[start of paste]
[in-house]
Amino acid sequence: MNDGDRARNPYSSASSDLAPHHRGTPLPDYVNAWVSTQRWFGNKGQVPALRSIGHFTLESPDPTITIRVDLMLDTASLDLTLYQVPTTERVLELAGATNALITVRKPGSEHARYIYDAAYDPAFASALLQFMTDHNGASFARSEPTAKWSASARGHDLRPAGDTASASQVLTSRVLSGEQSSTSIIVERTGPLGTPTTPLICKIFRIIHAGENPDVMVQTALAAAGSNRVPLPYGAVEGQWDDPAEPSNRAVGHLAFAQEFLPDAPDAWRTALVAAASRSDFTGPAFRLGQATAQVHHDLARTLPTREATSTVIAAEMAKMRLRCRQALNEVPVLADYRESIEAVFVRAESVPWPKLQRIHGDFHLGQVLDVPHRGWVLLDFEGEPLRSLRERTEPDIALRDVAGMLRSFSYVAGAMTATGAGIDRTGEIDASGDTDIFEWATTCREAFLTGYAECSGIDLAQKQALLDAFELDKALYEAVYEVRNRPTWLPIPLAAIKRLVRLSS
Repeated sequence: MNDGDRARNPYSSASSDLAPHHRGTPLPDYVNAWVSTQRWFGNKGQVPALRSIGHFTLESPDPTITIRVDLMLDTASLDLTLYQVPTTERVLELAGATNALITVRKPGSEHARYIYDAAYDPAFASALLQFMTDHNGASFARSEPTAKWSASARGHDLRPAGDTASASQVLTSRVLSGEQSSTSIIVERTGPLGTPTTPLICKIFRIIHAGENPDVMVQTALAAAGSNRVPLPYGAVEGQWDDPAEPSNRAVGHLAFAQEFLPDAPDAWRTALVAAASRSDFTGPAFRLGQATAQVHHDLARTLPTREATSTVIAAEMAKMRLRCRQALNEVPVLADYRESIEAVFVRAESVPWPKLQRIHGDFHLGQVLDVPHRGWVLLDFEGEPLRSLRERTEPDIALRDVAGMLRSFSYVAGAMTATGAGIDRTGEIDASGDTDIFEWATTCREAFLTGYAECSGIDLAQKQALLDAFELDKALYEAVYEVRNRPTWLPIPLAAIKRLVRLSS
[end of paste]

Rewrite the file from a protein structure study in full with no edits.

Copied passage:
[in-house]
Amino acid sequence: MNDGDRARNPYSSASSDLAPHHRGTPLPDYVNAWVSTQRWFGNKGQVPALRSIGHFTLESPDPTITIRVDLMLDTASLDLTLYQVPTTERVLELAGATNALITVRKPGSEHARYIYDAAYDPAFASALLQFMTDHNGASFARSEPTAKWSASARGHDLRPAGDTASASQVLTSRVLSGEQSSTSIIVERTGPLGTPTTPLICKIFRIIHAGENPDVMVQTALAAAGSNRVPLPYGAVEGQWDDPAEPSNRAVGHLAFAQEFLPDAPDAWRTALVAAASRSDFTGPAFRLGQATAQVHHDLARTLPTREATSTVIAAEMAKMRLRCRQALNEVPVLADYRESIEAVFVRAESVPWPKLQRIHGDFHLGQVLDVPHRGWVLLDFEGEPLRSLRERTEPDIALRDVAGMLRSFSYVAGAMTATGAGIDRTGEIDASGDTDIFEWATTCREAFLTGYAECSGIDLAQKQALLDAFELDKALYEAVYEVRNRPTWLPIPLAAIKRLVRLSS
Repeated sequence: MNDGDRARNPYSSASSDLAPHHRGTPLPDYVNAWVSTQRWFGNKGQVPALRSIGHFTLESPDPTITIRVDLMLDTASLDLTLYQVPTTERVLELAGATNALITVRKPGSEHARYIYDAAYDPAFASALLQFMTDHNGASFARSEPTAKWSASARGHDLRPAGDTASASQVLTSRVLSGEQSSTSIIVERTGPLGTPTTPLICKIFRIIHAGENPDVMVQTALAAAGSNRVPLPYGAVEGQWDDPAEPSNRAVGHLAFAQEFLPDAPDAWRTALVAAASRSDFTGPAFRLGQATAQVHHDLARTLPTREATSTVIAAEMAKMRLRCRQALNEVPVLADYRESIEAVFVRAESVPWPKLQRIHGDFHLGQVLDVPHRGWVLLDFEGEPLRSLRERTEPDIALRDVAGMLRSFSYVAGAMTATGAGIDRTGEIDASGDTDIFEWATTCREAFLTGYAECSGIDLAQKQALLDAFELDKALYEAVYEVRNRPTWLPIPLAAIKRLVRLSS